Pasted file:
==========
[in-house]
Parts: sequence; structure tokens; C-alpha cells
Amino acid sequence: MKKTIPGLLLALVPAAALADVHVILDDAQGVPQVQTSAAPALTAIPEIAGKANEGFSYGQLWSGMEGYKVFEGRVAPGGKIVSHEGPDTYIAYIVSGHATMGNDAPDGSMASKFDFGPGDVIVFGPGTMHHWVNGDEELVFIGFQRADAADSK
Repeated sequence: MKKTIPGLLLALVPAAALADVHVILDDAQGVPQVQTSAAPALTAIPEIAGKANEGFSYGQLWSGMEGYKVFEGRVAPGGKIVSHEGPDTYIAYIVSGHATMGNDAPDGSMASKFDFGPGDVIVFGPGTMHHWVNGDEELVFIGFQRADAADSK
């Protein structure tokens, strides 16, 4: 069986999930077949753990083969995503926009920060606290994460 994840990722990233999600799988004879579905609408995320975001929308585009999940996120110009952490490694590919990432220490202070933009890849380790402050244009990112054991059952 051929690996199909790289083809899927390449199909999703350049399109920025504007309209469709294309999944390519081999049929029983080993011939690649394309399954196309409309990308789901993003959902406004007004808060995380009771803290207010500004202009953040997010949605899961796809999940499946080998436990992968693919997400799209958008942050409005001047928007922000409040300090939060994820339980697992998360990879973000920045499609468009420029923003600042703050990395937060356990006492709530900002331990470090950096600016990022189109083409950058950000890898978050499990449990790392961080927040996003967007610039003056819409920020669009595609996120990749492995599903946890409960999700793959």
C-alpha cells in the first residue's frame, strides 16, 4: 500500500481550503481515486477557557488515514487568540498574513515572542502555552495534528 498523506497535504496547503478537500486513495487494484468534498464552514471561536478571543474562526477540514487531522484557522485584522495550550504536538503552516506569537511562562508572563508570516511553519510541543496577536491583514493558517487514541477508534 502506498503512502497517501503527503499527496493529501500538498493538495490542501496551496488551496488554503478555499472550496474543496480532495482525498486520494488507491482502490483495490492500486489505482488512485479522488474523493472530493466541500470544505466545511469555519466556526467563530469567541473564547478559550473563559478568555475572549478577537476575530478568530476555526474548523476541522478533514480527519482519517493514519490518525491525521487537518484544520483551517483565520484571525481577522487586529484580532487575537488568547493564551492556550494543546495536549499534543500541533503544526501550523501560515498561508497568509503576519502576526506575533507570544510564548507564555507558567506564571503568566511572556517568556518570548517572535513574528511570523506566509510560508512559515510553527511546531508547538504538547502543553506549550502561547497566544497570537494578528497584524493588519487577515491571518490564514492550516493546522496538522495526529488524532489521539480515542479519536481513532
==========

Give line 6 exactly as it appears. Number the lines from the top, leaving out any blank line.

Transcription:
C-alpha cells in the first residue's frame, strides 16, 4: 500500500481550503481515486477557557488515514487568540498574513515572542502555552495534528 498523506497535504496547503478537500486513495487494484468534498464552514471561536478571543474562526477540514487531522484557522485584522495550550504536538503552516506569537511562562508572563508570516511553519510541543496577536491583514493558517487514541477508534 502506498503512502497517501503527503499527496493529501500538498493538495490542501496551496488551496488554503478555499472550496474543496480532495482525498486520494488507491482502490483495490492500486489505482488512485479522488474523493472530493466541500470544505466545511469555519466556526467563530469567541473564547478559550473563559478568555475572549478577537476575530478568530476555526474548523476541522478533514480527519482519517493514519490518525491525521487537518484544520483551517483565520484571525481577522487586529484580532487575537488568547493564551492556550494543546495536549499534543500541533503544526501550523501560515498561508497568509503576519502576526506575533507570544510564548507564555507558567506564571503568566511572556517568556518570548517572535513574528511570523506566509510560508512559515510553527511546531508547538504538547502543553506549550502561547497566544497570537494578528497584524493588519487577515491571518490564514492550516493546522496538522495526529488524532489521539480515542479519536481513532